Craniocervical Decompression, Cerebral Blood Flow and Neuropsychological
Dysfunction in FMS and CFS
Michael J. Rosner, M.D., F.A.C.S., F.C.C.M., Sharon E. Guin, C.R.N.P.,
Alice Johnson, R.N and Sheila D. Rosner, B.S.N., M.S.N.
The authors gratefully acknowledge Drs. J. M. Mountz and E. San Pedro
of the Division of Nuclear Medicine at the University of Alabama at Birmingham
for SPECT scan data.
INTRODUCTION: Because others have reported that
rCBF measured by SPECT scan was abnormal in patients with fibromyalgia
syndrome, the hypothesis was tested that rCBF as measured by SPECT scan
would improve after craniovertebral surgery in similar patients.
METHODS: Sixteen patients underwent pre-operative
rCBF SPECT scan who had been offered decompressive craniovertebral surgery
for Chiari syndrome, congenital cervical stenosis, or both. Detailed neurologic
history and physical examination were recorded in a prospective standardized
interview and examination. Pre-operative grip strength was measured and
the spinal cord was measured in its AP and transverse diameters. After
surgery, the interviews, standardized exams, grip strength, the spinal
cord measurements, and the rCBF SPECT scan were repeated. A parallel group
of patients later were given a more detailed questionnaire pre- and post-operatively
which included a number of questions related to neuropsychological complaints.
These were graded by the patients for severity using a 0-3 scale where
0 = no problem and 3 was severe, or a visual analog scale of 0-100 where
100 represented the worst imaginable degree of severity. A group of well
controls completed the same instrument.
RESULTS: Generalized bi-hemispheric increases
in rCBF SPECT measures of blood flow occurred in a statistically reliable
fashion. Generalized blood flow increases averaged 3 to 4 percent for
global cortical measures. The left frontal lobe increased by approximately
10 percent and the right occipital and parietal regions by 4 and 12 percent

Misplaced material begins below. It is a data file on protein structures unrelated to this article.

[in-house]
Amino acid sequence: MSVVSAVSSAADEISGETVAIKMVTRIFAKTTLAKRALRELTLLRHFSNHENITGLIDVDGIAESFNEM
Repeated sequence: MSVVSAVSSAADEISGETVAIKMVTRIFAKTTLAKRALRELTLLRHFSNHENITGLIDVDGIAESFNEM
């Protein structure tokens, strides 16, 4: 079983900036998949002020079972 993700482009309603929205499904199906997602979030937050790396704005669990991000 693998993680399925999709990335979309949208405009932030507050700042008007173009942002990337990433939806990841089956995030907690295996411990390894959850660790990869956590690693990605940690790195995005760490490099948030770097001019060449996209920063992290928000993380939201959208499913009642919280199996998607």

The neurologic complaints and exams of this group generally improved
with reduction in hyperreflexia, Babinski responses, improvement in strength,
etc. Grip strength improved from 23.2 ± 5.9 Kg. to 30.3 ±
11.4 Kg. (p = .03). In those patients undergoing cervical decompression
(n = 8), spinal cord area increased by as much as 40 percent (p < .001).
There is substantial improvement in Neuropsychological/neurocognitive
complaints after surgery, which parallels the improvements seen in a separate
but otherwise similar population of FMS/CFS patients.
CONCLUSION: Abnormalities of rCBF are present in a group
of FMS/CFS patients and provide an objective, physiological basis for
complaints of decreased cognition, and related “neuropsychological”
complaints. rCBF abnormalities may resolve with craniovertebral decompression
in parallel with neuropsychological improvement; these data strengthen
the concept of a physiological basis in the majority of patients for such
complaints. Since rCBF studies provide objective evidence for such complaints,
they may help guide the need for adjunctive therapy when rCBF abnormalities
resolve but complaints persist. However, persistence of such abnormalities
may suggest persist structural disease, or inadequate therapy and warrant
reinvestigation of the patient.
Presented at the National Fibromyalgia Research Association's Subgroups
in Fibromyalgia Symposium, September 26-27, 1999, in Portland,